Powerful stuff. The second reading was was Philippians 3:17-4:1. The dark, Francis Bacon-image from the first reading didn’t leave my mind, and puzzled me until the “Good News 101” portion when the children in the congregation was called forward and talked to by Lynn Tozier, the associate pastor. She explained two things: she said things tend to get a little bleak this time of year in Christianity — it’s Lent and people are doing without, fasting, getting prepared for the holy days of Maundy Thursday, Good Friday, Holy Saturday and Good Friday. She then described the origin of the pretzel — when a German baker prayed with crossed arms andwas inspired to invent the twisted snack .
The Gospel according to Luke 13:21-35 was read — about Christ being warned to feel Jerusalem because Herod wanted to hill him.
Pastor Ahnquist delivered a strong sermon that made me reflect and feel glad and comfortable with the visit. Here I need to admit that some sermons are either boring … and I either nod off or daydream; or they are obscure to the point of being nearly mystical; and others are too “familiar” or anecdotal for my taste. Ahnquist’s was none of the above and ranks among the better of the one’s heard to date.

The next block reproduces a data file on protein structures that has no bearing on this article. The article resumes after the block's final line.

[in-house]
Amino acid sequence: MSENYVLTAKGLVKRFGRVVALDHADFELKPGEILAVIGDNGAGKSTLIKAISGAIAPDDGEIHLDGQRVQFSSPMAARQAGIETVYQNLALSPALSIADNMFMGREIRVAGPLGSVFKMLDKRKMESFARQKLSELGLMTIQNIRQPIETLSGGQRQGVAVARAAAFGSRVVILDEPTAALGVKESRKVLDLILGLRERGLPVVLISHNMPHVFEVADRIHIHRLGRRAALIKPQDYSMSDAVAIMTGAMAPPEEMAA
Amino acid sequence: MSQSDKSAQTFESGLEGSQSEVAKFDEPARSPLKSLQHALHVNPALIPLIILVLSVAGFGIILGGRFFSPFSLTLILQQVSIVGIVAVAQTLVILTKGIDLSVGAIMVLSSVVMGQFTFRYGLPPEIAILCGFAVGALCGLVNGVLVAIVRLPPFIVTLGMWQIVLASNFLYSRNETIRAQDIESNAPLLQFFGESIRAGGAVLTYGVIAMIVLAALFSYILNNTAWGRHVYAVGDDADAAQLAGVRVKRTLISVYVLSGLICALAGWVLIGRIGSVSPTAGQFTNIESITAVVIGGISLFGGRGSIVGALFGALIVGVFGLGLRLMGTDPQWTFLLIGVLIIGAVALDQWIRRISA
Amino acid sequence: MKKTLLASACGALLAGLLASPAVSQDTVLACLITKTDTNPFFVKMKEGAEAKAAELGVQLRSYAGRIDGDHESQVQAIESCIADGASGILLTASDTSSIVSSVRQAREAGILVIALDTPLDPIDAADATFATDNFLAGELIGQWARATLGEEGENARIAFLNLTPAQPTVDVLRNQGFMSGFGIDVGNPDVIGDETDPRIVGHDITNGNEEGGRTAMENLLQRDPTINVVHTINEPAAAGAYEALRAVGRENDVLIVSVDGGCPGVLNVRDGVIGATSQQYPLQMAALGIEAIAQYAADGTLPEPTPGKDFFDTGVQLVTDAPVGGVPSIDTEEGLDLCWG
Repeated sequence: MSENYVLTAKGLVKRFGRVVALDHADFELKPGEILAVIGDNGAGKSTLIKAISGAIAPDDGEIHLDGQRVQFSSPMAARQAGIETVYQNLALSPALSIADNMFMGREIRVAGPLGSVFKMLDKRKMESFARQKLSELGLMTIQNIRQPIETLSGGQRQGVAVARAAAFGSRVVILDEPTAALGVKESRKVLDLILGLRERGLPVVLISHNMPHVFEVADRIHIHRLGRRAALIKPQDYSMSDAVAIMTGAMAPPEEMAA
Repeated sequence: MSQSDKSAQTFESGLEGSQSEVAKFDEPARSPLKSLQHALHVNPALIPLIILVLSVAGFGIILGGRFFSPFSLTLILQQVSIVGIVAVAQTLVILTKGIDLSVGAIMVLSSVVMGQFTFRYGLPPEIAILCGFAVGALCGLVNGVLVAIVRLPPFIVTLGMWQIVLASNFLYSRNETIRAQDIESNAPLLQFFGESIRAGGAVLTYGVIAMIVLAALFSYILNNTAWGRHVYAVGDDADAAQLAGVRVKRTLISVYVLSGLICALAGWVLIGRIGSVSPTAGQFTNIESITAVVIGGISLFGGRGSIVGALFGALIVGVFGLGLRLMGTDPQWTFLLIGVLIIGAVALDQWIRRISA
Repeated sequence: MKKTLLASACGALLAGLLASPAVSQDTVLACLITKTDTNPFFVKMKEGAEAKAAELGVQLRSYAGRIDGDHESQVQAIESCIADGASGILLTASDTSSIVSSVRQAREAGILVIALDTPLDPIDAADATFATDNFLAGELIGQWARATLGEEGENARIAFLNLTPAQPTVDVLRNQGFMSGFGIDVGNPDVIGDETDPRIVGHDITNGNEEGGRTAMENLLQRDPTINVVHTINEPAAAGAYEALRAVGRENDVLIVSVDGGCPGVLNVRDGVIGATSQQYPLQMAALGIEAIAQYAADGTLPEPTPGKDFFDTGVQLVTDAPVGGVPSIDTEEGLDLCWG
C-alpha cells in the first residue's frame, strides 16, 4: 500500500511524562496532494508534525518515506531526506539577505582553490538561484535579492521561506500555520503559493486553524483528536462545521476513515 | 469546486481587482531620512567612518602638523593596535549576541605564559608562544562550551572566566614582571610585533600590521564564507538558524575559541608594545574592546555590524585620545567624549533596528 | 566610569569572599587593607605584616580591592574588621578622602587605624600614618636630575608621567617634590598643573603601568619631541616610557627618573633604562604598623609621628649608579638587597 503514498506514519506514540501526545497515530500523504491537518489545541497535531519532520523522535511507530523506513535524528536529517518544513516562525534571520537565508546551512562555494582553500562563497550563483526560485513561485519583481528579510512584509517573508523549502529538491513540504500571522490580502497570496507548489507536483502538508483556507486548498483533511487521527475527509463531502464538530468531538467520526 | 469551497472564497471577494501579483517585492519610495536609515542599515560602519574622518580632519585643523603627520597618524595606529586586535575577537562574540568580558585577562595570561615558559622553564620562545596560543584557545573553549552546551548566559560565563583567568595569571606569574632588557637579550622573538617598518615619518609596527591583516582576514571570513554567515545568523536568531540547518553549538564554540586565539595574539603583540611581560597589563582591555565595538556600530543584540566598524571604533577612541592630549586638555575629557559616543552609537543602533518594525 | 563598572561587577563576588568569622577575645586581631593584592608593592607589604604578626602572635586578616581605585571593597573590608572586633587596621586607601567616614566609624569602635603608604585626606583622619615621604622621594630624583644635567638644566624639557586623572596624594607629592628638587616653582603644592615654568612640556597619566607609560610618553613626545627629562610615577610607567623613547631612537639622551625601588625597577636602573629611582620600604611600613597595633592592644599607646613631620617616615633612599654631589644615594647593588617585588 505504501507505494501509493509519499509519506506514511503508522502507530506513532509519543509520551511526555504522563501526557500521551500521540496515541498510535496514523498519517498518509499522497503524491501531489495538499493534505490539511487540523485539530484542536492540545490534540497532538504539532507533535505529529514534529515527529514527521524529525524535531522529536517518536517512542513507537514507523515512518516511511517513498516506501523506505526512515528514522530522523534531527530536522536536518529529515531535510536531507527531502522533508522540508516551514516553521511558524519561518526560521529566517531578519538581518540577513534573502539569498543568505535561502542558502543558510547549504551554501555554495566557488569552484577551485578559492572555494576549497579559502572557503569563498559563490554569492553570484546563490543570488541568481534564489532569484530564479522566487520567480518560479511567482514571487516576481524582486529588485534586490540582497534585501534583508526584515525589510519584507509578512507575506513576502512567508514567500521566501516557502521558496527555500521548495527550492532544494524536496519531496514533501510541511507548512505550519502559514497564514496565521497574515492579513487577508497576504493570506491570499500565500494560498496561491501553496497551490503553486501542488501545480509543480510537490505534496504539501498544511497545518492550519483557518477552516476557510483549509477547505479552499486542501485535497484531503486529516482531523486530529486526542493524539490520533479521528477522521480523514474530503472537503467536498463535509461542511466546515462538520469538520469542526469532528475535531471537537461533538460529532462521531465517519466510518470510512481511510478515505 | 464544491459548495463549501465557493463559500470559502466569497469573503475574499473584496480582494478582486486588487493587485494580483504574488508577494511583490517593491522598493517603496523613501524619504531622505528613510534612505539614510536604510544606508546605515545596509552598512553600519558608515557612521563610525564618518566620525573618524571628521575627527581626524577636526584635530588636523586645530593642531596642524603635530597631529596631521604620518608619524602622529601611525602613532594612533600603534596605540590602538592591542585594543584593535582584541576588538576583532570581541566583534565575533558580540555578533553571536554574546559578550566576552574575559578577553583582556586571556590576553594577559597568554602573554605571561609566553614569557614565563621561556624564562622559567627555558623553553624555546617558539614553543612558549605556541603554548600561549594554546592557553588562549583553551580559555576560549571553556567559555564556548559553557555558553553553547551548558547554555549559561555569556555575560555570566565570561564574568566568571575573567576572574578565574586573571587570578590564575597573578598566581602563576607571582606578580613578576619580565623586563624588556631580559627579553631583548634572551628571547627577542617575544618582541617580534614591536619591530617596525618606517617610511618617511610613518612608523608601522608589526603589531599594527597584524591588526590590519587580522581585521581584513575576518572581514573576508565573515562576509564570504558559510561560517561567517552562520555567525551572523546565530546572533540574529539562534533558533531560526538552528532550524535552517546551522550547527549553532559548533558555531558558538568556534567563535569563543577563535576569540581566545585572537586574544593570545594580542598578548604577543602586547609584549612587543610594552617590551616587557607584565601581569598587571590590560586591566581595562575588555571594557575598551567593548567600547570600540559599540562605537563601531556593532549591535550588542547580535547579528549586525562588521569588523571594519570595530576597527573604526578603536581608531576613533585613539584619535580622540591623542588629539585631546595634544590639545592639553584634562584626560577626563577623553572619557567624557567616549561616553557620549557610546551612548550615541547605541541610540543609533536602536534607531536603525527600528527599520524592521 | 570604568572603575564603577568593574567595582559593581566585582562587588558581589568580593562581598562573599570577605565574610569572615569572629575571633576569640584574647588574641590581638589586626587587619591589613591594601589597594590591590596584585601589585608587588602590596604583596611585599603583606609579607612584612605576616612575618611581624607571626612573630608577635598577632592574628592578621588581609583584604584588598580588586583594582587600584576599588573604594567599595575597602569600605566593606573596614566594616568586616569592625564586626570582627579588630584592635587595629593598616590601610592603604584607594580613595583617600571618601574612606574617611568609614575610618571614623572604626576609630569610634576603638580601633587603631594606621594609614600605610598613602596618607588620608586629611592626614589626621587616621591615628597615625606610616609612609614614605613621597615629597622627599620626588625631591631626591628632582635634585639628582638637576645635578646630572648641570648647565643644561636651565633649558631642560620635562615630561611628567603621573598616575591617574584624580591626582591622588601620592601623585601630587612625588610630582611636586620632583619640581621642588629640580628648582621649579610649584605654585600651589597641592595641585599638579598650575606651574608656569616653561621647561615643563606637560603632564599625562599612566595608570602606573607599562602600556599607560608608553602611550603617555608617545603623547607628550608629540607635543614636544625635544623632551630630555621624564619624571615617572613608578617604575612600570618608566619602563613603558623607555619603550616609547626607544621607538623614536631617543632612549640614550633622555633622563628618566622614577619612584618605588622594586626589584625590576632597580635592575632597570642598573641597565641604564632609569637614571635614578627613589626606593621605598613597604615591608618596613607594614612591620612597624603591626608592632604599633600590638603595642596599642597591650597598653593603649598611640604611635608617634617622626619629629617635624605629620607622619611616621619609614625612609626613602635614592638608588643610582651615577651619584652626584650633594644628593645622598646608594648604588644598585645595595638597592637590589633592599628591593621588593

Following along in the service. Another hymn was sung, the Creed was recited, and then prayers of intercession were delivered.
The basket was passed for the offering, the choir sang an interesting offertory song called Lonesome Valley, and another hymn was sung. The pastor prayed over the offering, and then a series of sung-spoken chants were delivered: a “dialogue” that went like this: “The Lord be with you.” And the congregation said “And also with you.” Another chant – Holy, Holy, Holy – was sung. Then the Lord’s Prayer was recited. And again, there was a special Lutheran twist to the familiar words:
“Forgive us our sins as we forgive those who sin against us/Save us from the time of trial and deliver us from evil.”
(note to self, compile variations on the Lord’s Prayer)
Now, communion. I don’t take communion ordinarily. I view it as the main expression of faith and since I am agnostic, I think my personal participation would be hypocritical. Thus I sit back except in admittedly impulsive situations such as the opportunity to kiss the Patriarch’s ring in Istanbul at the Feast of the Three Hierarchs. I decided to take communion with the Lutherans for the simple reason that the Pastor made a firm point of inviting me to when I arrived. I’m glad I did, as I’m not familiar with the process.
Please excuse the digression into transubstantion and the sacrament, but it is a very interesting rite, definitely the climax of the liturgy, and for the devout, a real, immediate, and tactile connection with the faith where the words and music and sights become very tactile and real — after all what is more “earthy” than eating and drinking? Particularly when one is either believing they are literally consuming the body and blood of their Saviour or, participating in the symbolism of the Last Supper.